United States District Court, D. New Jersey
April 2, 2015
MINDI PANITCH, by her legal guardian, Kenneth N. Panitch, M.D., Plaintiff,
JENNIFER VELEZ, Commissioner, New Jersey Department of Human Services, in her official and individual capacities, et al., Defendants.
MEMORANDUM OPINION & ORDER
JOSEPH H. RODRIGUEZ, District Judge.
This matter is before the Court on its own motion and subsequent Order to Show Cause why this case should or should not be dismissed for lack of federal subject matter jurisdiction . Also before the Court is Defendants' motion to dismiss the Complaint  and Plaintiff's second motion for an Order to Show Cause why a preliminary injunction should not issue  and related motion for an Order to Show Cause why the Court should not order expedited limited discovery . In order for the Court to make a properly informed decision regarding these motions, more information is needed from the parties, as set forth here.
Factual Background & Procedural History
On or about March 26, 2014, Plaintiff Mindi Panitch, by her brother and legal guardian Kenneth N. Panitch, applied for eligibility for the services of New Jersey's Department of Human Services, Division of Developmental Disabilities ("DDD"). At that time, Plaintiff resided in Wisconsin. Therefore, on May 19, 2014, the DDD denied Plaintiff's application because she did not reside in New Jersey. By letter dated June 11, 2014, Plaintiff filed a State administrative appeal, formally contesting DDD's denial of her eligibility. On June 13, 2014, the DDD advised Plaintiff that it could not assume immediate funding for her services while she resided in Wisconsin. By letter dated July 25, 2014, the DDD acknowledged Plaintiff's formal contest and commenced the administrative review process. On October 6, 2014, Plaintiff withdrew the appeal to allow for an interview by DDD.
On October 7, 2014, Plaintiff arrived in New Jersey, placed by her brother at Bancroft's Judith B. Flicker Center in Voorhees, which allegedly is accredited to accept New Jersey Medicaid recipients. She submitted a new application for eligibility on October 14, 2014. On October 16, 2014, the DDD notified Plaintiff that it would not conduct an interview to determine her eligibility until her temporary funding from Wisconsin was exhausted. By letter dated October 27, 2014, the DDD again advised that, per N.J.A.C. 10:46-2.2(e), Plaintiff was not eligible for services because her residential placement in New Jersey was funded by a public agency in another State.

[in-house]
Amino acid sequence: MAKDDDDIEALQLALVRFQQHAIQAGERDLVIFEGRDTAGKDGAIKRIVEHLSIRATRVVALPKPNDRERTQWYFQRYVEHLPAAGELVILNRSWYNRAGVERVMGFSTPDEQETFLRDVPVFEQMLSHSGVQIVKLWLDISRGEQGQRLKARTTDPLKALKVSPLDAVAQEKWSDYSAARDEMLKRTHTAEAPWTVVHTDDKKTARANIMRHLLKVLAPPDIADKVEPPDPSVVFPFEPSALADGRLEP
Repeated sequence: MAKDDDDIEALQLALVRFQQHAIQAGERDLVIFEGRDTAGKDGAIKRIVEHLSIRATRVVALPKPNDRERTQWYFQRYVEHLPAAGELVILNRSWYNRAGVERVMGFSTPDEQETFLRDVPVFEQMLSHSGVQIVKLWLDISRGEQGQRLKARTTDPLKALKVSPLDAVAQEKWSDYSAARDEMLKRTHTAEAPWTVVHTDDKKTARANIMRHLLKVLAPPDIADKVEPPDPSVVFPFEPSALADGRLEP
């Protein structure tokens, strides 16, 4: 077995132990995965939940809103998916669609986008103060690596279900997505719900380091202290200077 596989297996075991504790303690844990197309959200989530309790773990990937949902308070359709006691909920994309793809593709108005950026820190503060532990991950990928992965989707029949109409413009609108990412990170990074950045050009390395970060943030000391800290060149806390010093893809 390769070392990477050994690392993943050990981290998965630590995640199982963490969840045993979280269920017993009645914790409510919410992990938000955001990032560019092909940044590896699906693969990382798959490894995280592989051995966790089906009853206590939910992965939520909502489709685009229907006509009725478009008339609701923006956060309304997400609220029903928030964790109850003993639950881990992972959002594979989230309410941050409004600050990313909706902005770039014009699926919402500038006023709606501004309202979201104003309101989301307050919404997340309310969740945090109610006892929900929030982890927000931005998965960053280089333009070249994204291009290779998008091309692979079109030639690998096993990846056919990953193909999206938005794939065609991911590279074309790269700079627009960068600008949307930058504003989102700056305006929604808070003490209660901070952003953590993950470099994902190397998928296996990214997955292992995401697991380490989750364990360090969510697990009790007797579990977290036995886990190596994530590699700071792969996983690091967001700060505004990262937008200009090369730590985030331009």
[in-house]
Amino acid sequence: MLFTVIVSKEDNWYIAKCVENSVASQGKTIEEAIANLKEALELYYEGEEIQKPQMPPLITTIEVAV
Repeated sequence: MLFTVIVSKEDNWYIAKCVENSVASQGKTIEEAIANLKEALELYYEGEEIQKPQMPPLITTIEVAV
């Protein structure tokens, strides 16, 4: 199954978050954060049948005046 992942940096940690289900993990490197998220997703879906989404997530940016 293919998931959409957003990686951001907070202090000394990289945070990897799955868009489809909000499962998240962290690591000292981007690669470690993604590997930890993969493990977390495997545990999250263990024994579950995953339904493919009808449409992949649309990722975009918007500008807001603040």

On November 13, 2014, Kenneth N. Panitch on behalf of his sister, Mindi Panitch, filed the Complaint with this Court. Count I asserts Violation of the Equal Protection Clause of the 14th Amendment: "Defendants' process for determining Plaintiff's eligibility for Medicaid services discriminatorily burdens her fundamental right to interstate travel on the basis of disability and wealth." Count II is for Violation of the Privileges and Immunities Clause of Article IV: "Defendants' exclusion from eligibility for Medicaid services persons with disabilities who are domiciled in N.J. but receiving funding from an agency in a State where they were previously domiciled treats such persons as non-residents of N.J. who cannot apply for services and are ineligible to be placed on waiting list for services." Count III alleges Violation of the Privileges and Immunities Clause of the 14th Amendment: "Defendants' exclusion from eligibility for Medicaid services persons with disabilities who are domiciled in N.J. but receiving funding from an agency in a State where they were previously domiciled treats such persons as non-residents of N.J. who cannot apply for services and are ineligible to be placed on waiting list for services."